In this activity you will use some of the built-in graphical objects provided by JavaFX to build a familiar user interface graphical component. You will see how the grouping feature allows you to collect simple graphical objects together so they act like a single object. You will also see a specific example of where the common profile and the desktop profile differ. Remember, the common profile features exist on all JavaFX devices, including mobile devices, while the desktop profile provides some capabilities that are only available on more powerful desktop systems. If you are trying to create an application specifically for mobile devices, or you want your application to run on any platform, including mobile devices, you need to restrict your code to using only the common profile. If you are building a desktop application (including applications that may run in a desktop system's web browser), you can use the desktop profile.
In this activity, you will:
- create a common User Interface object by combining several of the built-in graphical objects provided by JavaFX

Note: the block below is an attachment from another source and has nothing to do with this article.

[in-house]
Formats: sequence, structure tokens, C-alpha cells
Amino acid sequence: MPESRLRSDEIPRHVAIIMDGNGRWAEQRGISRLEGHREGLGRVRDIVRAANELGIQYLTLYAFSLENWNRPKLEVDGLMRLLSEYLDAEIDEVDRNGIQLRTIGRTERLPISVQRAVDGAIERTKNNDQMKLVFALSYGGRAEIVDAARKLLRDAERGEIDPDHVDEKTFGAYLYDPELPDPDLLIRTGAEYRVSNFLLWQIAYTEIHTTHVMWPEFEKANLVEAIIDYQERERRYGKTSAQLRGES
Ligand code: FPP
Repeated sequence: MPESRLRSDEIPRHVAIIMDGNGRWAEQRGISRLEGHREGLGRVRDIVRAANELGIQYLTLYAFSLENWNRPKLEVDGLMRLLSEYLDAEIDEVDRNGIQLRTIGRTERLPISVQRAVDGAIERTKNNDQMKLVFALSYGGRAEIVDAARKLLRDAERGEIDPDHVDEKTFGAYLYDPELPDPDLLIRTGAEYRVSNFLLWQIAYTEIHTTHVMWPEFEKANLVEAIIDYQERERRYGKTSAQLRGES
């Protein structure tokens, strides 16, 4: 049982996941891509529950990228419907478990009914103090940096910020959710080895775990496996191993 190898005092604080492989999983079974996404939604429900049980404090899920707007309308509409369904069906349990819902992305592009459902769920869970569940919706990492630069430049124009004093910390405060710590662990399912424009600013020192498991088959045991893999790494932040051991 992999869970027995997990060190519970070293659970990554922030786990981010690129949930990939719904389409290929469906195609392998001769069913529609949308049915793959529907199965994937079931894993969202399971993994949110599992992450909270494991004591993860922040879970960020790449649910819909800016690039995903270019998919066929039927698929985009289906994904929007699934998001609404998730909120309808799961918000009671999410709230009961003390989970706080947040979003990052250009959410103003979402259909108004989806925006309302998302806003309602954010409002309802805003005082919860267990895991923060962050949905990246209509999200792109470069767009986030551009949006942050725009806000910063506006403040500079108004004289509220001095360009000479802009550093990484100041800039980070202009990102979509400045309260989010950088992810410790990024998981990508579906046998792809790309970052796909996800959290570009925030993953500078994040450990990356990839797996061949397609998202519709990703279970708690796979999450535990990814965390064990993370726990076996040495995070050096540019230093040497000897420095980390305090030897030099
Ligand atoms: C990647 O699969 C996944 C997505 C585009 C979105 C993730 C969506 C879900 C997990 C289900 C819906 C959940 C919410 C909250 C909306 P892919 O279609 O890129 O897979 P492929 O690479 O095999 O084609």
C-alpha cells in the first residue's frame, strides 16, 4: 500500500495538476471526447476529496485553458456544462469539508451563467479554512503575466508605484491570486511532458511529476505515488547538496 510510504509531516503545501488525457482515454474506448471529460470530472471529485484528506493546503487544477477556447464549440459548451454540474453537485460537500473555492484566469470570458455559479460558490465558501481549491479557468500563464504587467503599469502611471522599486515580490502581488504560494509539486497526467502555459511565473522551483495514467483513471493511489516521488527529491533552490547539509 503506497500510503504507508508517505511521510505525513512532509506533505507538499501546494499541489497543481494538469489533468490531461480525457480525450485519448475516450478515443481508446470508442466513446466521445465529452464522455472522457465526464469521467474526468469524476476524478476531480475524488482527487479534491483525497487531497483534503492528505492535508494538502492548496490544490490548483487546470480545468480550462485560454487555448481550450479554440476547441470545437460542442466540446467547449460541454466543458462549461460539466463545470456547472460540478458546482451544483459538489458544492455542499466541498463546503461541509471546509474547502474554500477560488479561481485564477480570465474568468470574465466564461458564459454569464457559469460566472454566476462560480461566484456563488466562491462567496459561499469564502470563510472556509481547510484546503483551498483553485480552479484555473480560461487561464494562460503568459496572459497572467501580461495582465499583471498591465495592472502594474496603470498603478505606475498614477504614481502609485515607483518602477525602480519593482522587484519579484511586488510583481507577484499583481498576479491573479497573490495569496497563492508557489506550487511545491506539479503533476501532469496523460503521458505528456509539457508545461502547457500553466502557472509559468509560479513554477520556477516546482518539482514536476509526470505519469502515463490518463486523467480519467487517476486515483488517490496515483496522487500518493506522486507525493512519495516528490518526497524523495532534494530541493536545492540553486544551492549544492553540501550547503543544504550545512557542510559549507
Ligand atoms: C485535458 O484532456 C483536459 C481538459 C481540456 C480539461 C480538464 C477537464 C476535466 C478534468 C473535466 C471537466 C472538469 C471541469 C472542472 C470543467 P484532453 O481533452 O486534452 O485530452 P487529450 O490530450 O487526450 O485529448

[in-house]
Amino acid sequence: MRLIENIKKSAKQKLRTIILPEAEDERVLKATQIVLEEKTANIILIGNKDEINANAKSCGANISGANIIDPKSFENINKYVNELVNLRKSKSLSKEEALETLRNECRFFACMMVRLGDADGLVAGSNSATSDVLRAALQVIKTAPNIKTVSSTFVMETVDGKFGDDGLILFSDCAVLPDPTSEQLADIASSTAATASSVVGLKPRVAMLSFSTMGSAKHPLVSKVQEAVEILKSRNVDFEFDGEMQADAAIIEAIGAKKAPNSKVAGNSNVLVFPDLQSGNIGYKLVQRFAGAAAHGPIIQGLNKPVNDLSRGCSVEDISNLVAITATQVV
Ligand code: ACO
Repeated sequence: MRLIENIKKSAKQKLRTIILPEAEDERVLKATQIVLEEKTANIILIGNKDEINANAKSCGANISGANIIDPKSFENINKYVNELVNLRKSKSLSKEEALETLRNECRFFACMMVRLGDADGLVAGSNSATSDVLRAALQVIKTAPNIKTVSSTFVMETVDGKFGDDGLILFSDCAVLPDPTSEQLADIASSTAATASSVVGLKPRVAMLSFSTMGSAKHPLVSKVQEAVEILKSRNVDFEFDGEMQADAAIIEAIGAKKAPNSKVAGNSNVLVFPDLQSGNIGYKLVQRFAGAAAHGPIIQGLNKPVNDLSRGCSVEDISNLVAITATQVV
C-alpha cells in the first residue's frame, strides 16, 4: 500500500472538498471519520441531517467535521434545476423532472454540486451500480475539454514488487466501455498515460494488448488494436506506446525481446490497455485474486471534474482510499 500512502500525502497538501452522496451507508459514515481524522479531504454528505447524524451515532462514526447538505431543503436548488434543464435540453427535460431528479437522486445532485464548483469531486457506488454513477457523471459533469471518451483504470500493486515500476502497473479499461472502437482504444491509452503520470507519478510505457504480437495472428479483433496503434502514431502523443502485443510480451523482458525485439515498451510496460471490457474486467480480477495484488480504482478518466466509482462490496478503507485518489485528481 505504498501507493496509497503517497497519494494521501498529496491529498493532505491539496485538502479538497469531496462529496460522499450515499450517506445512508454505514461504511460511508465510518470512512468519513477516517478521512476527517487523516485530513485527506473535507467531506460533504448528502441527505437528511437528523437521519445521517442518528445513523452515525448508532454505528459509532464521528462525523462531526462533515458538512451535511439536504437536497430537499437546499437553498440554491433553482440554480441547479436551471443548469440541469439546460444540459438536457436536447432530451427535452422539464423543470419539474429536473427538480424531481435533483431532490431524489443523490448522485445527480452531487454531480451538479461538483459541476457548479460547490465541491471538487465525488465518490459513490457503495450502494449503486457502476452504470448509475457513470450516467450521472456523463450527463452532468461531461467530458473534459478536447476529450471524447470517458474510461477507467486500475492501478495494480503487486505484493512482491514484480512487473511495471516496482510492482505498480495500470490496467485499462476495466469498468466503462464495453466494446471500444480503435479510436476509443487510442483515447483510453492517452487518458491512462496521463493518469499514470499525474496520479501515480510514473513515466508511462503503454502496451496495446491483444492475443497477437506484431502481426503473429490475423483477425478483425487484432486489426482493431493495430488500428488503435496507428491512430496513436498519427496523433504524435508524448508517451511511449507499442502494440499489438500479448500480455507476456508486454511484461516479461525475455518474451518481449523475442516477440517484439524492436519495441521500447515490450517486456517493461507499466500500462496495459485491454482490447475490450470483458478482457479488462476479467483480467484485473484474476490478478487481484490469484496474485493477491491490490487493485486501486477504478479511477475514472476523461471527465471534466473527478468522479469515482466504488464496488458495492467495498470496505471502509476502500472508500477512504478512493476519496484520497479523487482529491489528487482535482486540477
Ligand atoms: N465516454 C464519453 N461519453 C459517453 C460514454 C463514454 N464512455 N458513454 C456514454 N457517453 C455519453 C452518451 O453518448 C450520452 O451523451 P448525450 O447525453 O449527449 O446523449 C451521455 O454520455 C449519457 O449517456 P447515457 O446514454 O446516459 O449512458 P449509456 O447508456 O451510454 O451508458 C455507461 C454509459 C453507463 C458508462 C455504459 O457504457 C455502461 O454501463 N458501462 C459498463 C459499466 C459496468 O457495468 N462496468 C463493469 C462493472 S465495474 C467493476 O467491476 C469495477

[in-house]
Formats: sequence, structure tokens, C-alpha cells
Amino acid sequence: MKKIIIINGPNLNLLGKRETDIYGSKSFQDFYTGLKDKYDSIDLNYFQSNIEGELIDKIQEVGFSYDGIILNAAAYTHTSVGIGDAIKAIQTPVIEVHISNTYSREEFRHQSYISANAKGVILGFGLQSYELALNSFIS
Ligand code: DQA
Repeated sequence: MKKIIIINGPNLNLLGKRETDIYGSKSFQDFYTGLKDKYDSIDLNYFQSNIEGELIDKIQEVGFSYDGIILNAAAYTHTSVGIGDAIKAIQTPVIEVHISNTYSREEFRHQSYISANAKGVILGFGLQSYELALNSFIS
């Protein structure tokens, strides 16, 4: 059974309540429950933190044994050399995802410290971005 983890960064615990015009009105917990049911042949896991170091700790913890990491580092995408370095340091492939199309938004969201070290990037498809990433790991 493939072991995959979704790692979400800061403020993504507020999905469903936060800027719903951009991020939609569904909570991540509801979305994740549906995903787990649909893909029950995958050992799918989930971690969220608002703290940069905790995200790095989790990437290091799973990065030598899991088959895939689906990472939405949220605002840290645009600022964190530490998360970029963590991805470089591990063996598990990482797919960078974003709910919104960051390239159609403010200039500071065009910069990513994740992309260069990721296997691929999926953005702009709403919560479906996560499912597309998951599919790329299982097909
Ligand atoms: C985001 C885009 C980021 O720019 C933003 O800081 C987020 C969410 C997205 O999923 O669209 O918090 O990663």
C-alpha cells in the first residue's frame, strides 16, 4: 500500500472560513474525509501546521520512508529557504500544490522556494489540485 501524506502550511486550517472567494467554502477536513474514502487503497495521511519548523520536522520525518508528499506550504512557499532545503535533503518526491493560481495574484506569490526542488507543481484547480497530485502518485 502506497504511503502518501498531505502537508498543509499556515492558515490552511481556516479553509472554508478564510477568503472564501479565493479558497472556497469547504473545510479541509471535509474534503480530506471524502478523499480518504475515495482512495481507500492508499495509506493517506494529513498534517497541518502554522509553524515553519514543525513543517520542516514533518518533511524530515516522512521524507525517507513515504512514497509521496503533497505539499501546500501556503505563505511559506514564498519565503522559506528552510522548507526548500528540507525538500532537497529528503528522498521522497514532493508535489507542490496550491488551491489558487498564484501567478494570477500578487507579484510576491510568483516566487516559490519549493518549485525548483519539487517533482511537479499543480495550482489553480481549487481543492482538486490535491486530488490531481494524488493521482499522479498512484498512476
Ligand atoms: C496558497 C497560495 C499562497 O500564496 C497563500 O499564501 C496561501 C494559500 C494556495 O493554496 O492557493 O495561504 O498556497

Skills you will learn include:
- building familiarity with the built-in graphics capabilities provided by JavaFX, which can be combined to build personalized, custom graphical objects
- Open NetBeans, and create a new project. Under the File menu, select New Project, and go through the new project wizard, creating a JavaFX project. Remember, if you need help, use the forum! Once you have created the project, you can make it the Main Project to make it easier to perform your edit/build/run cycle.
- Now go to Lesson 4: Creating Graphical Objects in the JavaFX GUI Applcation tutorial. Go through the tasks of this lesson.
- Submit your project that you created to the activity. You will submit a jar file (a java archive file) that contains your runnable program. To find the jar file, open your project in NetBeans, and note that in the project pane, there are 3 tabs: Projects, Files, Services. Select the Files tab. Expand your project folder by clicking on the '+' sign. You should see a folder called 'dist'. Expand the dist folder, you will probably see a few files and maybe some folders. One of the filenames should end in .jar. This is the file that you will submit. Open the context menu on that file (on Windows, right-click on the file; on Mac, Ctrl-click on it), and select 'properties' from the menu. One of the properties will be the full path to where the jar file lives on your system. Use your file browser to go get the file, and submit it.